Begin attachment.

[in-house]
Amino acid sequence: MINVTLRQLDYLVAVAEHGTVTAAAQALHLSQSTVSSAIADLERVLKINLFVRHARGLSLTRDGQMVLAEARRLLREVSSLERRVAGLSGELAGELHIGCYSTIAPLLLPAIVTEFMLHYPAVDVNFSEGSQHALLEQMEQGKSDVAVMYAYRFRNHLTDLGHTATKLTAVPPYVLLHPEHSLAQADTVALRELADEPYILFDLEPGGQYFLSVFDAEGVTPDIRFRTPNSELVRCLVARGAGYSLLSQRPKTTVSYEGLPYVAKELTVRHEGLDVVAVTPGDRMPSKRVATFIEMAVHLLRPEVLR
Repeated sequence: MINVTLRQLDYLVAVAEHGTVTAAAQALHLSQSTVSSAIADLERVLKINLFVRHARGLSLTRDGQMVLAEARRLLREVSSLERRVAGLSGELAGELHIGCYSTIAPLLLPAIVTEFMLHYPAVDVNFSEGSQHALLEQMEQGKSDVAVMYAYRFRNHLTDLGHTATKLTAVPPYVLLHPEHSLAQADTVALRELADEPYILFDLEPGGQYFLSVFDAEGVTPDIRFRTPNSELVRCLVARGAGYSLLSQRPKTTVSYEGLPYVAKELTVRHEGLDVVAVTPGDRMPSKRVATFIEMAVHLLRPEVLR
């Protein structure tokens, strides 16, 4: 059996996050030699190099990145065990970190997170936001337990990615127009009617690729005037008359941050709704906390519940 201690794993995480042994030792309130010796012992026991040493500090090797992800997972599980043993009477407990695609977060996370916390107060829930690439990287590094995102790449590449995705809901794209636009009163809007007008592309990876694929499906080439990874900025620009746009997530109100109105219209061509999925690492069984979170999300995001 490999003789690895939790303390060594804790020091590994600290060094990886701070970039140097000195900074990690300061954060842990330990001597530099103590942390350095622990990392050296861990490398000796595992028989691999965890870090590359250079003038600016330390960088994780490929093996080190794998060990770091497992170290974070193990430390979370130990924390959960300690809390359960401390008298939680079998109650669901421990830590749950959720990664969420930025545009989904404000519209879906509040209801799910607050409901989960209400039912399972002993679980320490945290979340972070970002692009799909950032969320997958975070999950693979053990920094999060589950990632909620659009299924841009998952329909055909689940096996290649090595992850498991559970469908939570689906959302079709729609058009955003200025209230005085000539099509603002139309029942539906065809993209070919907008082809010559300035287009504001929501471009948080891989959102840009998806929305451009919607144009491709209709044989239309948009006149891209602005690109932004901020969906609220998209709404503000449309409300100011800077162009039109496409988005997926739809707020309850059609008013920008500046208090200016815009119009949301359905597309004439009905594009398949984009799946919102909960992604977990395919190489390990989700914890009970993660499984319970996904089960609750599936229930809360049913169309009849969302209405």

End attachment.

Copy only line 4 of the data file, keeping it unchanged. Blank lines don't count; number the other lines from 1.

């Protein structure tokens, strides 16, 4: 059996996050030699190099990145065990970190997170936001337990990615127009009617690729005037008359941050709704906390519940 201690794993995480042994030792309130010796012992026991040493500090090797992800997972599980043993009477407990695609977060996370916390107060829930690439990287590094995102790449590449995705809901794209636009009163809007007008592309990876694929499906080439990874900025620009746009997530109100109105219209061509999925690492069984979170999300995001 490999003789690895939790303390060594804790020091590994600290060094990886701070970039140097000195900074990690300061954060842990330990001597530099103590942390350095622990990392050296861990490398000796595992028989691999965890870090590359250079003038600016330390960088994780490929093996080190794998060990770091497992170290974070193990430390979370130990924390959960300690809390359960401390008298939680079998109650669901421990830590749950959720990664969420930025545009989904404000519209879906509040209801799910607050409901989960209400039912399972002993679980320490945290979340972070970002692009799909950032969320997958975070999950693979053990920094999060589950990632909620659009299924841009998952329909055909689940096996290649090595992850498991559970469908939570689906959302079709729609058009955003200025209230005085000539099509603002139309029942539906065809993209070919907008082809010559300035287009504001929501471009948080891989959102840009998806929305451009919607144009491709209709044989239309948009006149891209602005690109932004901020969906609220998209709404503000449309409300100011800077162009039109496409988005997926739809707020309850059609008013920008500046208090200016815009119009949301359905597309004439009905594009398949984009799946919102909960992604977990395919190489390990989700914890009970993660499984319970996904089960609750599936229930809360049913169309009849969302209405």